US 20050113656 A1
The present invention discloses a novel, user-wearable system for monitoring the oxygen concentration, or oxygenation trend, in the tissue of a subject undergoing aerobic stress. The system comprises a lightweight detector, worn against the skin surface of the subject, at the site being monitored. The system further includes wearable power pack and display means for displaying information indicative of the metabolic condition of the region being monitored. The detector preferably employs a continuous wave spectrophotometer having one or more sources of electromagnetic radiation with wavelengths between about 760 and 800 nanometers directed into the tissue of the subject. The detector utilizes photon migration to detect the portion of the transmitted radiation arriving at an adjacent skin region. The present invention also discloses methods for displaying the aerobic metabolic condition of a subject.
40. A tissue oximeter comprising a support, a detector fixed to the support and a light source mounted in an adjustable manner to the support to enable selection of the spacing between light source and detector for adjusting the mean depth of tissue to which the oximeter responds.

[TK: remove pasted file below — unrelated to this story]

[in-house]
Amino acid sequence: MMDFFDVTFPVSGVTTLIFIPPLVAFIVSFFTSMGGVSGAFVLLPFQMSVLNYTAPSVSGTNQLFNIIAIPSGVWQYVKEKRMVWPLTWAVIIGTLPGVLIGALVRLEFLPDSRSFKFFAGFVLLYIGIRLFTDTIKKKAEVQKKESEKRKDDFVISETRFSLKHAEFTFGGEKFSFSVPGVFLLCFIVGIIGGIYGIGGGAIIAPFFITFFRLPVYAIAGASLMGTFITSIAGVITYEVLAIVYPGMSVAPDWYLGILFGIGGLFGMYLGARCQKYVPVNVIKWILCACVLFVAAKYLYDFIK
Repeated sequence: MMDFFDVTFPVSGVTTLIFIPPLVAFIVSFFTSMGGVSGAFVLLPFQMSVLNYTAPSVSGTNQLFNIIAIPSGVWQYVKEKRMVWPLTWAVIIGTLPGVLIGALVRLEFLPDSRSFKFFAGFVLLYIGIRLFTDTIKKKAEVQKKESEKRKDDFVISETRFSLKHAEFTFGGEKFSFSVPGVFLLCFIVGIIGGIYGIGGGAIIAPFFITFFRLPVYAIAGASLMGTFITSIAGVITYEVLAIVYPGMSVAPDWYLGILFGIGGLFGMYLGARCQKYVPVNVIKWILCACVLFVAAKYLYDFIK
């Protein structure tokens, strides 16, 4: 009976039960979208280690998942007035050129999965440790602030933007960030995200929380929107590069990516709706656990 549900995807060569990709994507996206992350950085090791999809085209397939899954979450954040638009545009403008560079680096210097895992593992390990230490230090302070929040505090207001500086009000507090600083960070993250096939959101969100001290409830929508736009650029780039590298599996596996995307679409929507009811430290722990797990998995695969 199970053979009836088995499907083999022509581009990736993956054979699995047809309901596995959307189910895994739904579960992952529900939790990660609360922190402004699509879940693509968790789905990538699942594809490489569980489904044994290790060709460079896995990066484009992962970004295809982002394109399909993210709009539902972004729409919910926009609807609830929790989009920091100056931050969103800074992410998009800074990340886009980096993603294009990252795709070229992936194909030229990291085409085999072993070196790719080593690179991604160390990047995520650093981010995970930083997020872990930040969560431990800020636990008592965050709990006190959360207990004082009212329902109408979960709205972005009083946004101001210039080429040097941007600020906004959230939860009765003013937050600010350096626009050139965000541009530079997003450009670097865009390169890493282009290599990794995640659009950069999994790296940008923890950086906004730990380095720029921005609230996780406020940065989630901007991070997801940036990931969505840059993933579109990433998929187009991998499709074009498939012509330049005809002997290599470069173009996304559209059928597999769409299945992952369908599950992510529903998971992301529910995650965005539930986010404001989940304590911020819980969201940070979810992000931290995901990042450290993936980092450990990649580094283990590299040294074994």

41. A tissue oximeter in combination with means connected to receive tissue oxygen readings from the oximeter, determine the rate of change of said readings, said rate of change serving as a quantifiable indication of the state of the metabolic process of the tissue.
42. The oximeter of
43. An oximeter disposed on an endoscope, catheter, guidewire or the like for insertion via a body passage to internal tissue, and including means such as an inflatable balloon to press the oximeter sensor against the localized tissue of interest.
44. The oximeter of
45. The oximeter of
46. The oximeter of
47. The oximeter of
48. The oximeter of
49. The oximeter of
In one aspect, the present invention relates to wearable apparatus for noninvasive determinations of the concentration of oxygen in a specific target region of tissue. More specifically, the present invention discloses a user-wearable system for monitoring the oxygen concentration, or oxygenation trend, in the tissue of a subject undergoing aerobic stress, such as an exercising person.